There is an obvious disconnect between MetroPCS (NYSE:PCS) and its suitor T-Mobile USA when it comes to Rich Communication Services (RCS) and voice over LTE (VoLTE). Either MetroPCS' efforts will ultimately be in vain once the merger of the two operators is completed or, possibly, T-Mobile will employ lessons learned from MetroPCS' experiences and use those to rapidly introduce a host of groundbreaking new services.
Right now, I'm betting on the former scenario.
Yesterday MetroPCS launched RCS under the GSM Association's joyn brand, which has gained notable traction in Europe. In Europe, joyn launches have been based on RCS-e, a subset of RCS 5.0. However, a spokesman from MetroPCS told FierceBroadbandWireless that MetroPCS--as other North American operators are expected to do--skipped over RCS-e and instead deployed services based on the more full-featured RCS 5.0 specification.
MetroPCS says its joyn-branded offering will enable it to offer numerous new services, including threaded text conversations, sharing of video, images and files while on a call as well as voice and video calling over Wi-Fi.
However, T-Mobile USA appears unimpressed about the market potential for RCS at this point. When I spoke last month with T-Mobile CTO Neville Ray about a number of issues regarding the pending merger between T-Mobile and MetroPCS, I noted that MetroPCS had long promised to offer RCS along with VoLTE, which it first launched in August. What, I wondered, were T-Mobile's plans for RCS in the United States.
Ray said there are different opinions across the industry regarding how "meaningful" RCS will be in the U.S. marketplace. Being part of Deutsche Telekom, T-Mobile has had a ringside seat as joyn has rolled out in Europe.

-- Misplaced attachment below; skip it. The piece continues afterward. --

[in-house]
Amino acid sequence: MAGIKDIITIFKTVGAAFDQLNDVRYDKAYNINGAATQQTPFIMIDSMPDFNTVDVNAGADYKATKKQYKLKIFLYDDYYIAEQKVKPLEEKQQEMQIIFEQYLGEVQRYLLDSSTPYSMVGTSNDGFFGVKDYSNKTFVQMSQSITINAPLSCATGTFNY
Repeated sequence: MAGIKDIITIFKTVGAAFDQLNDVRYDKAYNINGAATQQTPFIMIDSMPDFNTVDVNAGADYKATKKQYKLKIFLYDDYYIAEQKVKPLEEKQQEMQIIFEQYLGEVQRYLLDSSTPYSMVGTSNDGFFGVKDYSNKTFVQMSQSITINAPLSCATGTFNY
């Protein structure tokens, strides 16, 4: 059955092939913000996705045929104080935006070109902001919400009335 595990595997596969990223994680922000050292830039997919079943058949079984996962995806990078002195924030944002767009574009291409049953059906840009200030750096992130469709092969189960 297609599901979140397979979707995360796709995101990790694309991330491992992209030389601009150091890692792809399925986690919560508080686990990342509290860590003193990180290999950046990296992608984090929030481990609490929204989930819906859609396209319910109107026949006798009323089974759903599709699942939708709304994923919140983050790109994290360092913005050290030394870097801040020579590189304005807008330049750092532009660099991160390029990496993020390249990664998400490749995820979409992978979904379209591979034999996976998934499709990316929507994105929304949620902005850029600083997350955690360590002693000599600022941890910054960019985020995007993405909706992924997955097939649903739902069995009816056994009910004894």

"There are elements of the RCS offering that make sense," said Ray. But RCS is an unlikely differentiator in the U.S. market, because "you just see such a rich application environment supporting and driving many of those services that RCS is meant to populate," he added, noting such an environment is quite nascent in Europe.
"But don't take my comments as saying we're not supportive of RCS. We are, but I'm not fully at the point of where I believe RCS is a critical component and element of future growth for us on our data offerings and our services," said Ray. He added that T-Mobile is very close to the process and the standards behind RCS, "and we'll be continuing to evaluate and drive those as we see fit."
That is far from a resounding vote in support of a rapid and groundbreaking RCS rollout. T-Mobile has also been at odds with MetroPCS' viewpoints on VoLTE as well.
Though T-Mobile has pledged to continue supporting MetroPCS' VoLTE deployments after their merger closes, likely in the second quarter of 2013, T-Mobile is "not in a huge rush on VoLTE because we have such underlying strength on HSPA and GSM voice," Ray said. He added T-Mobile continues to evaluate its path and roadmap on VoLTE and will "leverage every ounce of what the Metro team has pioneered and done."
MetroPCS is performing an admirable job of conducting business as usual and deploying the market-leading services it has promised. That's a smart move because--as T-Mobile can attest--planned mergers don't always close. Yet, it would be a shame if a successful merger with T-Mobile ultimately means MetroPCS' RCS and VoLTE efforts pretty much fall by the wayside, as often happens when a big fish swallows a smaller one.--Tammy
P.S. Please be sure to vote in the poll on our home page regarding your thoughts on RCS' potential in the United States.
Column was updated on Nov. 1, 2012, to provide additional information on MetroPCS' joyn launch.